Finally, authors state that sample size was based on estimated reductions in case fatality and disability. The criteria for case fatality and disability, however, are not described.
The article by Schrader and colleagues may highlight the need for clinical trial investigators to describe masking procedures, provide operational definitions for planned outcomes, specify assumptions in sample size calculations, report findings for planned primary outcomes (however problematic they may be), and provide data to support major claims.
P. Michel, J. Bogousslavsky, and W. Kernan have asked some very interesting questions that have been discussed by the ACCESS authors as well:
1. As there are certain limits concerning number of words, figures and tables for Stroke articles, we had to be limited to the substantial aspects. Further details can be found in the study protocol, which is in agreement with GCP guidelines.
2. It is true that in accordance with the protocol, the double-blinded phase ended after 1 week. However, all events were assessed by independent specialists unaware of the patients’ initial treatment, so the end point evaluation was of course blinded. This procedure was chosen to exclude observer bias due to open label therapy during follow-up. For all 339 patients the vital status could be evaluated (no selection bias concerning initial therapy groups; death is an objective criterion). It is not impossible but very unlikely that the results are due to observer bias.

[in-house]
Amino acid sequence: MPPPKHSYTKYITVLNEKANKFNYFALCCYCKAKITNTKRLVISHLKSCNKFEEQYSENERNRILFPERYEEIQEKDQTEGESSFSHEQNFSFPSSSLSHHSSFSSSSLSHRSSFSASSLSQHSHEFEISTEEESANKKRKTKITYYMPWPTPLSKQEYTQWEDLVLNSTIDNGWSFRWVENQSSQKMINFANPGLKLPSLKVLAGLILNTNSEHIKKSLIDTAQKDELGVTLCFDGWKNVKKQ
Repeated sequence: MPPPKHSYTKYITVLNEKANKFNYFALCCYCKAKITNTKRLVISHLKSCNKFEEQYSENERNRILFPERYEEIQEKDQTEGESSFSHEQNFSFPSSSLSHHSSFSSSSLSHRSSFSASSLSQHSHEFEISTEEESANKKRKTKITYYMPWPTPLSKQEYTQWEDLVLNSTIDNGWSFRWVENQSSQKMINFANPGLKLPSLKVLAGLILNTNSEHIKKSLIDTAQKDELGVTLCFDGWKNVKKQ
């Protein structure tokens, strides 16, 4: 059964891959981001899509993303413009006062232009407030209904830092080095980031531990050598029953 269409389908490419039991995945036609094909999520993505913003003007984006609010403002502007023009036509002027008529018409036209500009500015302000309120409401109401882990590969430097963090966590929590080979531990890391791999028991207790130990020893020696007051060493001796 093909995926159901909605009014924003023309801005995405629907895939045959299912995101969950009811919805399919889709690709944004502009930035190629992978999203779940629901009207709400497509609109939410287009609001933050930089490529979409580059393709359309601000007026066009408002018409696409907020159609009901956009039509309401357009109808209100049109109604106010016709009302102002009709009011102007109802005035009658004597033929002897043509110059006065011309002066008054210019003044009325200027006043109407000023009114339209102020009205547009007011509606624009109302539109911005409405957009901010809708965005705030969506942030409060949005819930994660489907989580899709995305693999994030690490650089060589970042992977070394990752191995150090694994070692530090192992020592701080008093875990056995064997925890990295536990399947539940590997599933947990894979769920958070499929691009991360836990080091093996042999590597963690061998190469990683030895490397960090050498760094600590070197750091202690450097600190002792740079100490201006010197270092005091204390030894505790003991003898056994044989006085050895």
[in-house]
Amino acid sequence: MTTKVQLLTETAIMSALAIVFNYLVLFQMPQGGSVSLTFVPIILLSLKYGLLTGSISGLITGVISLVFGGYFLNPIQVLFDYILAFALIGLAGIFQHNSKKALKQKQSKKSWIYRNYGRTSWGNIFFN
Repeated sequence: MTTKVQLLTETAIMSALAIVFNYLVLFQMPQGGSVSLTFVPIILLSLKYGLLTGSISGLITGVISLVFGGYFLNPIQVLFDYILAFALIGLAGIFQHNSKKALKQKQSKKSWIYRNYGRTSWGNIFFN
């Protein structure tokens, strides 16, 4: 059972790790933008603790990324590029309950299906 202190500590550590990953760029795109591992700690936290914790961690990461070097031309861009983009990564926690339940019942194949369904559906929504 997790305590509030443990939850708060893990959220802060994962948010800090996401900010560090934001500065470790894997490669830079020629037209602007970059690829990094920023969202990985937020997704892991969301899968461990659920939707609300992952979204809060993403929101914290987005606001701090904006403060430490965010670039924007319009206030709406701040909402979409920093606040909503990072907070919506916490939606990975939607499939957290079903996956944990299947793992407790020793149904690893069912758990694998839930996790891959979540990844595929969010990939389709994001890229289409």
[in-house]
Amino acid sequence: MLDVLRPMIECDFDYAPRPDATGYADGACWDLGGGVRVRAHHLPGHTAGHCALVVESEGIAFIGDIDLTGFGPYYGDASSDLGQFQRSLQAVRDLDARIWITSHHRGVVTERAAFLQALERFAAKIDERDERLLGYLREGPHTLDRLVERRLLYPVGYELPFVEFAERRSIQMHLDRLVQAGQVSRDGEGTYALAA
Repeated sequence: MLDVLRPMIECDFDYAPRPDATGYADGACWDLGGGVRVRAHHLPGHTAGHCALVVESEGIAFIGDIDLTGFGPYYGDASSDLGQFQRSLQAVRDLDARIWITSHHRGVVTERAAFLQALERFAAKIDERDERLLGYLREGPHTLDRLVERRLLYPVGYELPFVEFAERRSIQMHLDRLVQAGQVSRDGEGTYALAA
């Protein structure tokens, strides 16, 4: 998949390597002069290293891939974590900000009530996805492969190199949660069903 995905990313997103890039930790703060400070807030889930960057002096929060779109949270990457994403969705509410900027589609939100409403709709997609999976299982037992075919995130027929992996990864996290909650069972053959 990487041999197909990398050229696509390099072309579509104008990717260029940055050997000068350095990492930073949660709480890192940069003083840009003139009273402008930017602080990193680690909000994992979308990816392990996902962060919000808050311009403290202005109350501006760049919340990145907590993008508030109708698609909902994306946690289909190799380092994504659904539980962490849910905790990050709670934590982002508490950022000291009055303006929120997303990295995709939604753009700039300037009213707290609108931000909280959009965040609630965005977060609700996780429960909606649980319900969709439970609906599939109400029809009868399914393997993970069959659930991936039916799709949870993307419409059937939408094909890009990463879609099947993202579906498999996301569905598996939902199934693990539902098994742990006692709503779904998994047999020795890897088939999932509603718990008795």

3. There was no significant difference of mean treatment doses of candesartan during follow-up: candesartan group/placebo group 11.7/11.3 mg 3 months, 12.3/12.4 mg 6 months, 12.4/12.5 mg 12 months.